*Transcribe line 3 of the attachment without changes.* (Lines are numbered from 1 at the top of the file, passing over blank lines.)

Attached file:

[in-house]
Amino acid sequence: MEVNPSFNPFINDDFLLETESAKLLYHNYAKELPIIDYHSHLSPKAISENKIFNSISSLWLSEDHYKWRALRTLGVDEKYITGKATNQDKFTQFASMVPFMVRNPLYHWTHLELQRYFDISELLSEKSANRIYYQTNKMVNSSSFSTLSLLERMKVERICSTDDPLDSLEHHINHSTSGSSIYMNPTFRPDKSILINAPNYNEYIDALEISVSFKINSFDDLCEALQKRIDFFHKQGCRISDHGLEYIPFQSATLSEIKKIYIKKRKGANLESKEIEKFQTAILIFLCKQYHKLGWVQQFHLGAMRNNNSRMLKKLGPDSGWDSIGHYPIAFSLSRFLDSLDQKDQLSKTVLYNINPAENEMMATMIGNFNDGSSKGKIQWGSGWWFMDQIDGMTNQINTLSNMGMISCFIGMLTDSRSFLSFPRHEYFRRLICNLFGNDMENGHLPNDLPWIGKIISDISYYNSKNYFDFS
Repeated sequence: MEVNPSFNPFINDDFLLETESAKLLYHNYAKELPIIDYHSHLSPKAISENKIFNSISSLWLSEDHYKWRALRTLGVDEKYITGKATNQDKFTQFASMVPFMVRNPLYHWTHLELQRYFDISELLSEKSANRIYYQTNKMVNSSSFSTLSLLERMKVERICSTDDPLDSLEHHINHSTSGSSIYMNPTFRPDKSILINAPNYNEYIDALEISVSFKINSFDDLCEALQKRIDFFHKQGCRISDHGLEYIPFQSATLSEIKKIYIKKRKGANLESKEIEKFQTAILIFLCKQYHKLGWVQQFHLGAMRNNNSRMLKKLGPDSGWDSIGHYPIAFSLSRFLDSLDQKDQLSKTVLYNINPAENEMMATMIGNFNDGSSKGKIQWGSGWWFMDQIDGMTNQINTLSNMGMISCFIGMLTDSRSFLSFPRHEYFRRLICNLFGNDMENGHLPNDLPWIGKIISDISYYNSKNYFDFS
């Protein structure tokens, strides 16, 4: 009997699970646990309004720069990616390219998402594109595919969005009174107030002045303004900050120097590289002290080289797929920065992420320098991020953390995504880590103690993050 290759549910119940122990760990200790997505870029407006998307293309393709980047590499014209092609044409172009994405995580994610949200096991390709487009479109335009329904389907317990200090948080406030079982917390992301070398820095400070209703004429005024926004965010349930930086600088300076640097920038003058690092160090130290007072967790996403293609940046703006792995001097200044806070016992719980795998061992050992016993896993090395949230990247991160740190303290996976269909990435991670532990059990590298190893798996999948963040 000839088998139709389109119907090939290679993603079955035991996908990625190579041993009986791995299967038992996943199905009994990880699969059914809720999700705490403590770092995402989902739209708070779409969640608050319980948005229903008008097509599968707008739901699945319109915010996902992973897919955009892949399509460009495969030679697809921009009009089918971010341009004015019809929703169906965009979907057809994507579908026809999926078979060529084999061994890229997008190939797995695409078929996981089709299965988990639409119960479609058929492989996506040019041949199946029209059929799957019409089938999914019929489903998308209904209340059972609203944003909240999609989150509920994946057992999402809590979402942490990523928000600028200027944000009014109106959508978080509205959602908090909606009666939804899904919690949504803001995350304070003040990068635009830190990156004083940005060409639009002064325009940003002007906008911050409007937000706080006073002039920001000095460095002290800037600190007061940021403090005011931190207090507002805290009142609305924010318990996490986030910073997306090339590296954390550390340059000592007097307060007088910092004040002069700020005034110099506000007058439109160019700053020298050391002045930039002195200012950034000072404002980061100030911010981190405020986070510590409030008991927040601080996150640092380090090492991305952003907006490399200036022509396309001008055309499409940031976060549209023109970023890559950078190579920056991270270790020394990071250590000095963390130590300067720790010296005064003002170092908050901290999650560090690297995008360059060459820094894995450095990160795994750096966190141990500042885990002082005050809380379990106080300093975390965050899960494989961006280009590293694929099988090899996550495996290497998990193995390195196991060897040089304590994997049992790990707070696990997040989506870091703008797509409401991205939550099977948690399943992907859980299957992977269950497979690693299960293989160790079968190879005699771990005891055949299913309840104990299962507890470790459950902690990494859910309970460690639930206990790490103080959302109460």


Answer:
Repeated sequence: MEVNPSFNPFINDDFLLETESAKLLYHNYAKELPIIDYHSHLSPKAISENKIFNSISSLWLSEDHYKWRALRTLGVDEKYITGKATNQDKFTQFASMVPFMVRNPLYHWTHLELQRYFDISELLSEKSANRIYYQTNKMVNSSSFSTLSLLERMKVERICSTDDPLDSLEHHINHSTSGSSIYMNPTFRPDKSILINAPNYNEYIDALEISVSFKINSFDDLCEALQKRIDFFHKQGCRISDHGLEYIPFQSATLSEIKKIYIKKRKGANLESKEIEKFQTAILIFLCKQYHKLGWVQQFHLGAMRNNNSRMLKKLGPDSGWDSIGHYPIAFSLSRFLDSLDQKDQLSKTVLYNINPAENEMMATMIGNFNDGSSKGKIQWGSGWWFMDQIDGMTNQINTLSNMGMISCFIGMLTDSRSFLSFPRHEYFRRLICNLFGNDMENGHLPNDLPWIGKIISDISYYNSKNYFDFS